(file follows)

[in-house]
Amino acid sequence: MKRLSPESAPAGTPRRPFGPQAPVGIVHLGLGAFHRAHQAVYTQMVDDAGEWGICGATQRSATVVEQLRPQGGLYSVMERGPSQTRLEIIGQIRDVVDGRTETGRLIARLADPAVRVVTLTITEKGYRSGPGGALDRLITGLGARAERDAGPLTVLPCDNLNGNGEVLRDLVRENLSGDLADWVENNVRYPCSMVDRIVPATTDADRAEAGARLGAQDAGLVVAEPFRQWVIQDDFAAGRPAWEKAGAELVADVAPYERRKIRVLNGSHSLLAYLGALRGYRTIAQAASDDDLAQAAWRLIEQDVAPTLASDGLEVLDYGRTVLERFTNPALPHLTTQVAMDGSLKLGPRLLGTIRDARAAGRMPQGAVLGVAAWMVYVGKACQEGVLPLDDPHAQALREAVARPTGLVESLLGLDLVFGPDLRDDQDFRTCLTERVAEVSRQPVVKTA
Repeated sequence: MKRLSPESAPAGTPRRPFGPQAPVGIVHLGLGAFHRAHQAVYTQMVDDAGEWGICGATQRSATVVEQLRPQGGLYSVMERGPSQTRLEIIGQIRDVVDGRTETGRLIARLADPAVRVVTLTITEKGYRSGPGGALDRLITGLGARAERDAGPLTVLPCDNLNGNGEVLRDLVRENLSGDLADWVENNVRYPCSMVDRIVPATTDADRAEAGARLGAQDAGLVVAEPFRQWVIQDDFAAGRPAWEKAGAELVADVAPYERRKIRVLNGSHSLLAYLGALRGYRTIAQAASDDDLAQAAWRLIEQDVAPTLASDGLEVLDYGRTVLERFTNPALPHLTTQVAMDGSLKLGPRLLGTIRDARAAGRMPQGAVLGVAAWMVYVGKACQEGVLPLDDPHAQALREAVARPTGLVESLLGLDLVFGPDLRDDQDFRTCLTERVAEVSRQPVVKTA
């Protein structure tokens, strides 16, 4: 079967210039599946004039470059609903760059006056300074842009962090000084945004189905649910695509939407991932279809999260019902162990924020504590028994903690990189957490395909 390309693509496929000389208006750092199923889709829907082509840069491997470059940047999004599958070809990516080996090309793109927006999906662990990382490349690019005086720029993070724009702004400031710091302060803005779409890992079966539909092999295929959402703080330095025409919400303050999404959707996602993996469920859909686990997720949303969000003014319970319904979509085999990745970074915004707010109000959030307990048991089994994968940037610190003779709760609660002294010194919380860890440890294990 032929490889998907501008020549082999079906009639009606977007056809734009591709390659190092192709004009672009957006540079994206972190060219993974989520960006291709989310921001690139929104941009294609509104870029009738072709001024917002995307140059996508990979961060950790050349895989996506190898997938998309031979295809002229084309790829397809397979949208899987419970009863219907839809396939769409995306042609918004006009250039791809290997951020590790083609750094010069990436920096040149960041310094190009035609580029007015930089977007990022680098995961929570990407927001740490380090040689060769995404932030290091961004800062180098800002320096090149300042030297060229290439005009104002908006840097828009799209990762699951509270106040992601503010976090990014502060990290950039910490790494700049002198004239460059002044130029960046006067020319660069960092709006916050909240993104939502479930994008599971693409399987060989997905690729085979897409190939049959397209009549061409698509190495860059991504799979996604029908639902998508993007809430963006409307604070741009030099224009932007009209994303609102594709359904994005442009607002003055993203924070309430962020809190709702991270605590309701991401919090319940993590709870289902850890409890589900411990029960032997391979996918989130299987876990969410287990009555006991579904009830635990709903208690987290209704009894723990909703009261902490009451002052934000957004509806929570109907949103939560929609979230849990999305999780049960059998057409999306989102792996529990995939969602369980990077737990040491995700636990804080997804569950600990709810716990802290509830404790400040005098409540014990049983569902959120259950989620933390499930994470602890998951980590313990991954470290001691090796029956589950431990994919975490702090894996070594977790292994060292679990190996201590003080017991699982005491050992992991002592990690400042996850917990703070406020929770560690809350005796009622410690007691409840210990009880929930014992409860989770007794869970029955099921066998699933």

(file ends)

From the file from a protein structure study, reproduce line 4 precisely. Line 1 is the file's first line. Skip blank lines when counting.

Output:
């Protein structure tokens, strides 16, 4: 079967210039599946004039470059609903760059006056300074842009962090000084945004189905649910695509939407991932279809999260019902162990924020504590028994903690990189957490395909 390309693509496929000389208006750092199923889709829907082509840069491997470059940047999004599958070809990516080996090309793109927006999906662990990382490349690019005086720029993070724009702004400031710091302060803005779409890992079966539909092999295929959402703080330095025409919400303050999404959707996602993996469920859909686990997720949303969000003014319970319904979509085999990745970074915004707010109000959030307990048991089994994968940037610190003779709760609660002294010194919380860890440890294990 032929490889998907501008020549082999079906009639009606977007056809734009591709390659190092192709004009672009957006540079994206972190060219993974989520960006291709989310921001690139929104941009294609509104870029009738072709001024917002995307140059996508990979961060950790050349895989996506190898997938998309031979295809002229084309790829397809397979949208899987419970009863219907839809396939769409995306042609918004006009250039791809290997951020590790083609750094010069990436920096040149960041310094190009035609580029007015930089977007990022680098995961929570990407927001740490380090040689060769995404932030290091961004800062180098800002320096090149300042030297060229290439005009104002908006840097828009799209990762699951509270106040992601503010976090990014502060990290950039910490790494700049002198004239460059002044130029960046006067020319660069960092709006916050909240993104939502479930994008599971693409399987060989997905690729085979897409190939049959397209009549061409698509190495860059991504799979996604029908639902998508993007809430963006409307604070741009030099224009932007009209994303609102594709359904994005442009607002003055993203924070309430962020809190709702991270605590309701991401919090319940993590709870289902850890409890589900411990029960032997391979996918989130299987876990969410287990009555006991579904009830635990709903208690987290209704009894723990909703009261902490009451002052934000957004509806929570109907949103939560929609979230849990999305999780049960059998057409999306989102792996529990995939969602369980990077737990040491995700636990804080997804569950600990709810716990802290509830404790400040005098409540014990049983569902959120259950989620933390499930994470602890998951980590313990991954470290001691090796029956589950431990994919975490702090894996070594977790292994060292679990190996201590003080017991699982005491050992992991002592990690400042996850917990703070406020929770560690809350005796009622410690007691409840210990009880929930014992409860989770007794869970029955099921066998699933």